Ragtime #2: Solace - an homage to Scott Joplin's Mexican Serenade

14.202 views|21 favorites|34 comments|Sep 18, 2012


A ragtime homage to Scott Joplin's "Solace - A Mexican Serenade" composed between 1993 and 2009 by Arthur Breur.

The piece was composed in reverse order: the final section (D) was composed first, in the early 1990s. About 15 years later I decided the piece needed to be finished, and started working backwards, trying to give each new section its own unique, memorable personality.

The third section (C) was composed with the word "solace" written into the notes, and with an intentionally Mexican feel. I allowed the syncopation to rest in this section to let the melody have its freedom, but intentionally included the parallel chords used in the (D) section.

The (B) section is the "Fred & Ginger" section—I specifically used two parallel notes to get the feel of two people, dancing together first one direction, then another. I also stretched the 2-note harmonies as far as I felt I could to make the section stand out. The second half of the (B) section is my closest reference to Scott Joplin's Solace, with the melody accompanied by steady notes, though I kept the feel of a duet here as much as possible. This section also provided the opportunity to use sliding harmonies as used by Joplin in the original Solace.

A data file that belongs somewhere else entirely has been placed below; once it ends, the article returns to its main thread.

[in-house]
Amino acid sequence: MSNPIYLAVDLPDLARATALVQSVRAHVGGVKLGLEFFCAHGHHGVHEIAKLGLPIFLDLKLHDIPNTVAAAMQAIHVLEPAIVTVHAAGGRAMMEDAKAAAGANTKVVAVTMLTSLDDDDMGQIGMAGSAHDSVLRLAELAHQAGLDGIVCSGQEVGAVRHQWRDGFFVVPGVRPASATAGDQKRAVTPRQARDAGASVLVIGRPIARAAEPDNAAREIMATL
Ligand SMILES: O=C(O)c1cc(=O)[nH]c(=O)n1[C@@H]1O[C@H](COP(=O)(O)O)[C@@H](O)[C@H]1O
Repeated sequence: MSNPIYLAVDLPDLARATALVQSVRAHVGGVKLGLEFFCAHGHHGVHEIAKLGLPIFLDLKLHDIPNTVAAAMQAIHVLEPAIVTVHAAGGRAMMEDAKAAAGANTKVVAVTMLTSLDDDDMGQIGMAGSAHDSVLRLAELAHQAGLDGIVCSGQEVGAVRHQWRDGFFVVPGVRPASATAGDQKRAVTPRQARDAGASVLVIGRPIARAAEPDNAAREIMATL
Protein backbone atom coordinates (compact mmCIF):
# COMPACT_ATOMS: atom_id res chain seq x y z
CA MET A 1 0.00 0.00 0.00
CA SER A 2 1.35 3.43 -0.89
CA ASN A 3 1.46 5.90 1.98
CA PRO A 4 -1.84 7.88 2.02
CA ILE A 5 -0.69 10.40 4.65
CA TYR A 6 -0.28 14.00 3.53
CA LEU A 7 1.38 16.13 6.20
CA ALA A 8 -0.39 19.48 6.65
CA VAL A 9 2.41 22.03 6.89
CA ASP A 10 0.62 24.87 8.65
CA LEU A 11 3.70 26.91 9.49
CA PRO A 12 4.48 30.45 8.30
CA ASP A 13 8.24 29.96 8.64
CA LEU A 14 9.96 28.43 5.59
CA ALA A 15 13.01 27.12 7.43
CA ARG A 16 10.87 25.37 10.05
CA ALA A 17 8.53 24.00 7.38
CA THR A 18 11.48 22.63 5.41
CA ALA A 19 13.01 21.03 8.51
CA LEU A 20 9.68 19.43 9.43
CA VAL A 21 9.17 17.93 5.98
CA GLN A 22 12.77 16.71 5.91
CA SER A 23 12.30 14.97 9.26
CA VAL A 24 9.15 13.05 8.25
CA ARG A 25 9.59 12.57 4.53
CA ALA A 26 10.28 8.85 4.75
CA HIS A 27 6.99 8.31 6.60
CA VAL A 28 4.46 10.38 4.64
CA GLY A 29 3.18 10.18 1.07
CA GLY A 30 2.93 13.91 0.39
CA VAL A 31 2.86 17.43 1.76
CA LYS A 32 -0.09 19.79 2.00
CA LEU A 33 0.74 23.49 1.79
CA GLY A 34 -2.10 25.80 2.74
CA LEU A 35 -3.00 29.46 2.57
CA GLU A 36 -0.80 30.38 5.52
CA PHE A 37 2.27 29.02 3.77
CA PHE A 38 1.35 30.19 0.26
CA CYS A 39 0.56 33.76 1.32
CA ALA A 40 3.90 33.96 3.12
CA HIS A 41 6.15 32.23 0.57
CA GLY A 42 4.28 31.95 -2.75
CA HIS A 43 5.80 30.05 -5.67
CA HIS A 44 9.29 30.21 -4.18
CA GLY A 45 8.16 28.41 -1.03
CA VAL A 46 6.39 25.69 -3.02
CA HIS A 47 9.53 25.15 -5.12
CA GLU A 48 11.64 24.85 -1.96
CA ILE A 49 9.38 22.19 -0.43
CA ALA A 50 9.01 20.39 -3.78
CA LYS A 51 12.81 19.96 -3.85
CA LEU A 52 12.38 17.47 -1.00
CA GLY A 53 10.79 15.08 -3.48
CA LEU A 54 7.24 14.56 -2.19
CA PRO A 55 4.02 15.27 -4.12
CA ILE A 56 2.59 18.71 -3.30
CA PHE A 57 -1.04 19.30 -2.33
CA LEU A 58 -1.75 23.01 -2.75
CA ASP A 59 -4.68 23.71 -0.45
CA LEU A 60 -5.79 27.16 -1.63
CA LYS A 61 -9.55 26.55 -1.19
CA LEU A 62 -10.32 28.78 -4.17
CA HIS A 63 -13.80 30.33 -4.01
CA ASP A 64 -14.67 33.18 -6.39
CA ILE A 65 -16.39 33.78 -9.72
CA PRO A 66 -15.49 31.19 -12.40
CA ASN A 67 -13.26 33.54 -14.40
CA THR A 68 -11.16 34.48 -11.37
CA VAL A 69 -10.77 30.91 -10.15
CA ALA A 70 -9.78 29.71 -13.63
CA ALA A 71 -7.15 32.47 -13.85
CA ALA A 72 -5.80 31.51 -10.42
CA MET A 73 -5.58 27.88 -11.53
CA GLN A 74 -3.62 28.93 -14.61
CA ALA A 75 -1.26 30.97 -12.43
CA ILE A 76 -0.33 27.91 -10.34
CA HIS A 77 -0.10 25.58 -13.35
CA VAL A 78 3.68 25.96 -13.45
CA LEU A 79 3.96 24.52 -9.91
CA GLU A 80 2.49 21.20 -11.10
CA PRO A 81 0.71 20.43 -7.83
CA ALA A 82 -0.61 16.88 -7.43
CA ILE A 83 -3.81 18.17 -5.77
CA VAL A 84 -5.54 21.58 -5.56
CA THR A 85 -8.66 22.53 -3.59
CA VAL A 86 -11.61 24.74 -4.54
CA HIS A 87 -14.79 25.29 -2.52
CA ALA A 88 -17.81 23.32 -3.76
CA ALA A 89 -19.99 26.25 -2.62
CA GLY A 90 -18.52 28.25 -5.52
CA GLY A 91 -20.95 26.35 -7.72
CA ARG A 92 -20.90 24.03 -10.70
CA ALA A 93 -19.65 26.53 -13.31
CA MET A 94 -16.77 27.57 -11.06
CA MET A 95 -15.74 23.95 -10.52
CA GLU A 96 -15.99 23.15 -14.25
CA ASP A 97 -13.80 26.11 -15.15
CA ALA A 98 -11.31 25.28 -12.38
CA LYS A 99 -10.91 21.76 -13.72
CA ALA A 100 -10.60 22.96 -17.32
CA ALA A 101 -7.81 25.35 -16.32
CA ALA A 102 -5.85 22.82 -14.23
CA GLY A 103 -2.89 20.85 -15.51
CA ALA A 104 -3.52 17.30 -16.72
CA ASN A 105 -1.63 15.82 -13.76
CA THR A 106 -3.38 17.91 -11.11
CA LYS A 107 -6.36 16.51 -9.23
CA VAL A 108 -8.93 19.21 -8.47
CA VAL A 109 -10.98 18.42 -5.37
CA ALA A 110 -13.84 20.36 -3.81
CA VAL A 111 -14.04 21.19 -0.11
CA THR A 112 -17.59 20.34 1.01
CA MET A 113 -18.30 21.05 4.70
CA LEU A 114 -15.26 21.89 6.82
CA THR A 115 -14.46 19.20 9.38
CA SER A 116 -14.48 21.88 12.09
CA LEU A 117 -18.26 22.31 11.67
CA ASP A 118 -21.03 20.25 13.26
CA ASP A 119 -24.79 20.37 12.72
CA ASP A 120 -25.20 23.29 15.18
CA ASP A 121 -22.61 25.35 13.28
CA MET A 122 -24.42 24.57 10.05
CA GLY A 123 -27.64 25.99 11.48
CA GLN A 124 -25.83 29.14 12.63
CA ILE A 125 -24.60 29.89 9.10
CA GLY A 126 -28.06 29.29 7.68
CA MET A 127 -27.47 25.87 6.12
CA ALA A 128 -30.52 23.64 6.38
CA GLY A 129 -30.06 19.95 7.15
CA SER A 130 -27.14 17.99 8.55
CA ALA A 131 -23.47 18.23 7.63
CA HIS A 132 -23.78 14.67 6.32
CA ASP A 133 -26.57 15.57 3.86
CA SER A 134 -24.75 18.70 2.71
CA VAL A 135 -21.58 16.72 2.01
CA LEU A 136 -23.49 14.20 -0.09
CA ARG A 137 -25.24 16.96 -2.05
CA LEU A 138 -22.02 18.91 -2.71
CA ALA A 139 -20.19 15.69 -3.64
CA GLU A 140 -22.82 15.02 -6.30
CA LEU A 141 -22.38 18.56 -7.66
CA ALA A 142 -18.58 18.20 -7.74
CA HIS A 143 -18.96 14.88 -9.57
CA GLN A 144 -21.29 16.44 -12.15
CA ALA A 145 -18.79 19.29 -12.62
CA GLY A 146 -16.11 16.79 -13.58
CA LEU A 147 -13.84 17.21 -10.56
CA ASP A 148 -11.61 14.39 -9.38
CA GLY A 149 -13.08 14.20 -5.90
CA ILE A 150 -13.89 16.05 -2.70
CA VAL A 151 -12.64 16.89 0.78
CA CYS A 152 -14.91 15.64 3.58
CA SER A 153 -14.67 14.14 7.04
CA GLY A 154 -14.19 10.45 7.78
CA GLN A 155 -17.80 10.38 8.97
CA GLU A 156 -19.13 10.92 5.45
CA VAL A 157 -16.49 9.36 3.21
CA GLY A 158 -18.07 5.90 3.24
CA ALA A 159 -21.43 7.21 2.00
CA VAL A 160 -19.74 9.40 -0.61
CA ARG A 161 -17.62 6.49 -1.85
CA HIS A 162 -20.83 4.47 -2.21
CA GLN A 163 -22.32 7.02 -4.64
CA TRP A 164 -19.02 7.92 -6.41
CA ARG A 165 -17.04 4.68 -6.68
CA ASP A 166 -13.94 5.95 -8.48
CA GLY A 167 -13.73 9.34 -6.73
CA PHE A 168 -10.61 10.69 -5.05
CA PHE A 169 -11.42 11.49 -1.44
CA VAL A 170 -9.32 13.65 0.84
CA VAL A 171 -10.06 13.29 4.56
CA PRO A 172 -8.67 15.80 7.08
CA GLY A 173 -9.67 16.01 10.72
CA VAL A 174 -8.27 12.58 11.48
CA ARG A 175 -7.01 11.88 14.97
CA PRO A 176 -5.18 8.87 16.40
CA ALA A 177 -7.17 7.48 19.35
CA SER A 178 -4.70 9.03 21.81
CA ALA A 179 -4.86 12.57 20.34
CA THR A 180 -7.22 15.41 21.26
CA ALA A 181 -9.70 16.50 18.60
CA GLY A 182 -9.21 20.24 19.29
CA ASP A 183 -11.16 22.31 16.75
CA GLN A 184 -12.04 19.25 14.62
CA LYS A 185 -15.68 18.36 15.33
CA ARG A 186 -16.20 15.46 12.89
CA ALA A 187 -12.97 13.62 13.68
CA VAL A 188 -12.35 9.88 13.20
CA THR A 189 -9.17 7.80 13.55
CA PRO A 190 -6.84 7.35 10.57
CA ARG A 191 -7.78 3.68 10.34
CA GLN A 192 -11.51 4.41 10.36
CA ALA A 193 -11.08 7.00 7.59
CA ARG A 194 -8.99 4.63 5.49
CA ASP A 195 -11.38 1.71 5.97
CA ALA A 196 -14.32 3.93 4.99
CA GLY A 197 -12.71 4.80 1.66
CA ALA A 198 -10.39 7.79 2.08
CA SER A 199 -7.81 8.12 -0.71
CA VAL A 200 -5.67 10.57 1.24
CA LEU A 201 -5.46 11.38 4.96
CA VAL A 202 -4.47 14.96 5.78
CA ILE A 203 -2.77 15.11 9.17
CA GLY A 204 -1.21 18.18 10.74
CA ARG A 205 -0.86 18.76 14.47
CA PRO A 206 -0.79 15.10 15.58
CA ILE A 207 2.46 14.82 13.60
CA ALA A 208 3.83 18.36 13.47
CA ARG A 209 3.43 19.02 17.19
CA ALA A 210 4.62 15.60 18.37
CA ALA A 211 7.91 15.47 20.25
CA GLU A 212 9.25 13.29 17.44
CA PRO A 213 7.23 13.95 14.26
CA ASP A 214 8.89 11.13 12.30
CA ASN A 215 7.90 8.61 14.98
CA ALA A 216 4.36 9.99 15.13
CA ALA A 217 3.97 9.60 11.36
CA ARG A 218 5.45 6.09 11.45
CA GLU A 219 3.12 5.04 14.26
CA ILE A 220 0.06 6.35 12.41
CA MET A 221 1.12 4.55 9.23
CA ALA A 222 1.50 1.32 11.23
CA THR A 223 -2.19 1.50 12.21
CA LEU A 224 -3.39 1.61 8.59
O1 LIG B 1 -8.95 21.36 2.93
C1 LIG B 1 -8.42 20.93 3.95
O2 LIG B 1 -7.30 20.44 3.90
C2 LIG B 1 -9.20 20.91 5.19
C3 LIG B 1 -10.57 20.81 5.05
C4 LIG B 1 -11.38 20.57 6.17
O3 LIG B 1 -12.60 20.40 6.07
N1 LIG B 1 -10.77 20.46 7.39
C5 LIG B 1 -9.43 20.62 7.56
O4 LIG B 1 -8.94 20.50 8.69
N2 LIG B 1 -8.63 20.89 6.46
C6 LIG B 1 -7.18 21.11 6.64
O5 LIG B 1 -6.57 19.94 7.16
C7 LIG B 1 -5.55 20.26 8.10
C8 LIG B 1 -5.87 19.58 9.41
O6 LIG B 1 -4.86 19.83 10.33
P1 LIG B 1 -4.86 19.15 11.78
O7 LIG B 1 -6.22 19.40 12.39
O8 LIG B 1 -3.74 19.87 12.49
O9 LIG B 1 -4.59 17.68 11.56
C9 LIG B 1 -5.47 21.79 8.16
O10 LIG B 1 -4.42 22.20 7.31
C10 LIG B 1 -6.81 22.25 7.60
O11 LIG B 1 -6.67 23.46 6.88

The first section needed to tonally separate the (B) and (C) sections, and, to my mind, needed to include the sliding harmonies to connect to the (B) section. The (A) section also contains reference to my first ragtime, Kiwi Rag. I intentionally pulled the starting chord to C7 to bring the melody one step farther away from the final B-flat key, though still keeping the entire piece as one overall chord progression.

As to why this piece was composed, my sister, Margie, long ago negotiated with me that she got to have one piece that she could play that I would (and therefore COULD) never play. This was because, with my piano training, I could play any piece that I wanted, and she wanted to have a piece that was hers alone. When, years later, she caught me sight reading Solace, she reminded me of this agreement—at which point I thought to myself, "Fine, I'll compose my own." Which brings us back to the (D) section mentioned above. When I created this palendromic melody (the intervals are the same in either direction, up or down) I immediate noticed the Latin feel and decided this was the finale melody for MY Mexican serenade.

Edited May 6, 2013: missing notes added to harmony at end of second section; tie added to first note into second section.

piano ragtime original composition Piano Solo latin Serenade Mexican b flat piano rag

Uploaded Sep 18, 2012
Pages 4
Duration 4:00
Measures 93
Key signature 2 flats
Parts 1
Part names Piano
Privacy Everyone can see this score
License Attribution, non-commercial, no derivatives
Show moreShow less

This score appears in:

Your comment


Hello Arthur,
I see some of these questions have come up but i still don't really understand them. This questions come from a jazz history class i am talking.

(1) Characteristically, rags have a steady "boom-chick, boom-chick" in the left hand, with the bass notes sounding on the beat and chords sounding on the "and" of each beat. Does the left hand play this sort of characteristic figure through Solace ♫, or is it more elaborate than that?